Avon and Somerset Constabulary has issued the following statement:

Rumours of raids on Bishopsworth swimming pool last night are not true and we've not found any dead dogs.

There's not been a rise in dog thefts across the force area and rumours on Facebook are causing unnecessary worry to dog owners.

We have no reason to believe dog baiting and fighting is occurring but we will investigate any reports made to us.

And a report on the This is Somerset website concurs, noting:

Messages circulating on Facebook about a white van being driven around by someone looking for dogs to steal are thought to be a hoax.

Avon and Somerset police says there have been no official reports of dogs being stolen in the area, with charity DogLost reiterating that message.

Over the past week the Somerset Guardian has received a number of calls from concerned pet owners desperate to find out what was happening after the rumours began to circulate.

Sgt Geoff Cannon, from Radstock Police Station, confirmed that officers had also received a number of calls from owners concerned about dog snatching but as yet have not had any reports of dogs actually being taken.

In fact, there are no credible UK police or news reports that support the claims in the warning message.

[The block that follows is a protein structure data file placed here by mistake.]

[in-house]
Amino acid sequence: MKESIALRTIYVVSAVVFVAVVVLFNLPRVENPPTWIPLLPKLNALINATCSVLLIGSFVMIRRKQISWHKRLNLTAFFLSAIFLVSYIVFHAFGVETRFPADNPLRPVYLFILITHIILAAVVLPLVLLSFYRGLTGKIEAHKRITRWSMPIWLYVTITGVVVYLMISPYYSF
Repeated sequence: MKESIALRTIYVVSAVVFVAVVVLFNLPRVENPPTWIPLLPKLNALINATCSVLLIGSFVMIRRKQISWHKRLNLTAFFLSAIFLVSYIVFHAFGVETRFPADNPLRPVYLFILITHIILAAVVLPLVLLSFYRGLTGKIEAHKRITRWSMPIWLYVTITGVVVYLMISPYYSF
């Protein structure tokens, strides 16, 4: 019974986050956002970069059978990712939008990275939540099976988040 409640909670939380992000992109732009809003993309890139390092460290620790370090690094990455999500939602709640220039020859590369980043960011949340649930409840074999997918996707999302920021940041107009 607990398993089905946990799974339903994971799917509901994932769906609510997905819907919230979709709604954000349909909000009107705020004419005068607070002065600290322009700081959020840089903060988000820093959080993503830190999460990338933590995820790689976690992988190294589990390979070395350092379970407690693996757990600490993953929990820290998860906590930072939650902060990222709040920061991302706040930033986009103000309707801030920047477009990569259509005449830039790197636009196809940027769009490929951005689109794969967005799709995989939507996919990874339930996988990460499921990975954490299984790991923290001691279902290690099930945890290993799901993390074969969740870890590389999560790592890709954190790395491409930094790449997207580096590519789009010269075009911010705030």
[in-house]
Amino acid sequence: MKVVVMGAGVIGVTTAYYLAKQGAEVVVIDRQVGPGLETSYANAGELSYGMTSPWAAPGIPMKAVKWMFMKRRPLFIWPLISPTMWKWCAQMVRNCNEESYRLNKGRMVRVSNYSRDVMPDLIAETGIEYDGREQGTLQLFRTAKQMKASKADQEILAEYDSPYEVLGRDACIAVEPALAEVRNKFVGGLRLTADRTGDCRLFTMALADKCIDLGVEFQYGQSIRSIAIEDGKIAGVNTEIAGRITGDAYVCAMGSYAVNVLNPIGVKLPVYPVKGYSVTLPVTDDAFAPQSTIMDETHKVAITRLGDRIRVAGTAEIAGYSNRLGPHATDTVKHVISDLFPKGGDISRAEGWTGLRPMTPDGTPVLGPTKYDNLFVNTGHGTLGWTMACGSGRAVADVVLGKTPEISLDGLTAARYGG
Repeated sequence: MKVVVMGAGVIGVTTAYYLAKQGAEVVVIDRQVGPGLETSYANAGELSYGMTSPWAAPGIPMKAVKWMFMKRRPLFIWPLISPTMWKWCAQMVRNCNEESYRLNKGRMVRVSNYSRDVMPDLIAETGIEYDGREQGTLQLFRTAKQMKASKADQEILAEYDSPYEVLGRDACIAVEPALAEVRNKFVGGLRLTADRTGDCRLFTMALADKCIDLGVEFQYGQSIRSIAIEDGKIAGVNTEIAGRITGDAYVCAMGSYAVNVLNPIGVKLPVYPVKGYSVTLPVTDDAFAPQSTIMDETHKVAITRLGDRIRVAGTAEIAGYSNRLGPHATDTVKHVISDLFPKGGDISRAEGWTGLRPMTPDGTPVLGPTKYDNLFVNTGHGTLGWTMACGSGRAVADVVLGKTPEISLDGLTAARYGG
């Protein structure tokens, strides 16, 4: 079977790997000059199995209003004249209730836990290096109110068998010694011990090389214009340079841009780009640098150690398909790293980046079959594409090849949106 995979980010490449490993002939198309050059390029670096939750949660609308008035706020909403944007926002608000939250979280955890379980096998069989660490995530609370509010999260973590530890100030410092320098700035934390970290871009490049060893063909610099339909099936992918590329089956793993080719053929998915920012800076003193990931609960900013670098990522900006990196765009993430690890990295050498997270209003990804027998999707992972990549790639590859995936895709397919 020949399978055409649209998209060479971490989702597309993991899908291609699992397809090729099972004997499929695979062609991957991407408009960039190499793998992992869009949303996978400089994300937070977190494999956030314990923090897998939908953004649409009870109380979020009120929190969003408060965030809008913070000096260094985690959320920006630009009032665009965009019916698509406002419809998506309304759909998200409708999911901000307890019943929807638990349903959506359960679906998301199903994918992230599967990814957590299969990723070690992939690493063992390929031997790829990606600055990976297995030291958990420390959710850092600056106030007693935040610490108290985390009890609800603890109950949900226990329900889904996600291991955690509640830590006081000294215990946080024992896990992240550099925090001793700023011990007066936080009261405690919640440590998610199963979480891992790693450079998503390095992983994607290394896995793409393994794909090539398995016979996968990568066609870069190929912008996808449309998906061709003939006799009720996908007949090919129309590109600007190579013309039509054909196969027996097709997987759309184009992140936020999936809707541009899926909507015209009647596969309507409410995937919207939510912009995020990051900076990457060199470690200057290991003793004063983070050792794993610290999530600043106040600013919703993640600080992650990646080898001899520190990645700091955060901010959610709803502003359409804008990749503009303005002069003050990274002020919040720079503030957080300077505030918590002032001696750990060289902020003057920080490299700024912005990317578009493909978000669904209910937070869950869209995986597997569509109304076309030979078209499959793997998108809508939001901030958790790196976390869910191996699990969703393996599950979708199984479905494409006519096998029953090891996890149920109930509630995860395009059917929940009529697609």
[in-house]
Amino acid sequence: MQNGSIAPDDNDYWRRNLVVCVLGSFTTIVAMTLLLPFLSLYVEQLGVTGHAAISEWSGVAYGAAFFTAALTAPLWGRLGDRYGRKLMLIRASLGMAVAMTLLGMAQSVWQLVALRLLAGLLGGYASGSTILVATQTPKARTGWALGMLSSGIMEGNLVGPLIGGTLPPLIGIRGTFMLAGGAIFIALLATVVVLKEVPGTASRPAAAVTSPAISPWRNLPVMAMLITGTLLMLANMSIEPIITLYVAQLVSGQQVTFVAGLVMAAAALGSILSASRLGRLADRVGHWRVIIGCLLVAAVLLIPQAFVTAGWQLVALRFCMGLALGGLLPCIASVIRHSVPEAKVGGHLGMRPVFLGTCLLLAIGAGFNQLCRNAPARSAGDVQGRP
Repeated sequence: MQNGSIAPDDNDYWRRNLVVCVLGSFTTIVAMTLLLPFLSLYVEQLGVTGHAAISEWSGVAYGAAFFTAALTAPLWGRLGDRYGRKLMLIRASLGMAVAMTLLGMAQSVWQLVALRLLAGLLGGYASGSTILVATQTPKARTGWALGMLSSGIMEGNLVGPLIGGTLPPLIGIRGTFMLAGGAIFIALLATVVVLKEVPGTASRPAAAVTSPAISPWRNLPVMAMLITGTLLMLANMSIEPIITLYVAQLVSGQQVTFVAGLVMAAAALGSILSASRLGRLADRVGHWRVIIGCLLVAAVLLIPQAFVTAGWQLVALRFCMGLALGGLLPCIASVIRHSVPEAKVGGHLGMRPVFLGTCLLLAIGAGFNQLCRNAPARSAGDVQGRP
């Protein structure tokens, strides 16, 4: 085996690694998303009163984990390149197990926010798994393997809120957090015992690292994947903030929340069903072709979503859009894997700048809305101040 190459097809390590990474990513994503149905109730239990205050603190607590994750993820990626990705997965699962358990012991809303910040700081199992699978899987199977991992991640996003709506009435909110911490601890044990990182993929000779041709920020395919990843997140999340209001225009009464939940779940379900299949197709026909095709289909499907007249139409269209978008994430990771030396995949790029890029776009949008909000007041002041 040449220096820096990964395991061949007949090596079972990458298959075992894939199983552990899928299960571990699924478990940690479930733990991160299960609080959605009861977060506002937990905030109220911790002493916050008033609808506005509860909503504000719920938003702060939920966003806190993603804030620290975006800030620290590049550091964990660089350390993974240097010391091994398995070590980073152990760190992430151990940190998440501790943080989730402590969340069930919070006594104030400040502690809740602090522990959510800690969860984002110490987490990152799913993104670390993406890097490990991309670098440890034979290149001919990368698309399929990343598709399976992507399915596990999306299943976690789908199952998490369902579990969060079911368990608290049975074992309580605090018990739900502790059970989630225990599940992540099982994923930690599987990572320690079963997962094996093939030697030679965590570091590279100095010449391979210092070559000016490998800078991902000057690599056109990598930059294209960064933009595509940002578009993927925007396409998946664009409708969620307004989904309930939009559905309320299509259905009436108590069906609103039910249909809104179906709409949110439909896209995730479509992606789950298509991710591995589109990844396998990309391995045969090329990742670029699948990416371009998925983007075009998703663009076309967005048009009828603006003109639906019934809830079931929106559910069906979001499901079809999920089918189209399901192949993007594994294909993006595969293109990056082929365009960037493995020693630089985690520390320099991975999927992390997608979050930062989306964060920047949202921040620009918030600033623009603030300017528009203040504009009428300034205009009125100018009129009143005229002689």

Some alternative versions of the warning tack on the claim that criminals are marking dog-owning households with coloured stickers so that they can return later and steal the animals. These "sticker gang" warnings also circulate as stand-alone messages. Police and animal welfare agencies in both the UK and Australia have identified the "coloured sticker" warning as a hoax.

Of course, there is no denying that illegal dog fighting still occurs and that pets may sometimes be stolen for use in such activities. However, this fact does not give any credibility to these false warnings. Spreading such misinformation does nothing other than spread unnecessary fear and alarm in communities and waste the time of police and animal welfare agencies who must respond to endless queries about such hoaxes from concerned members of the public.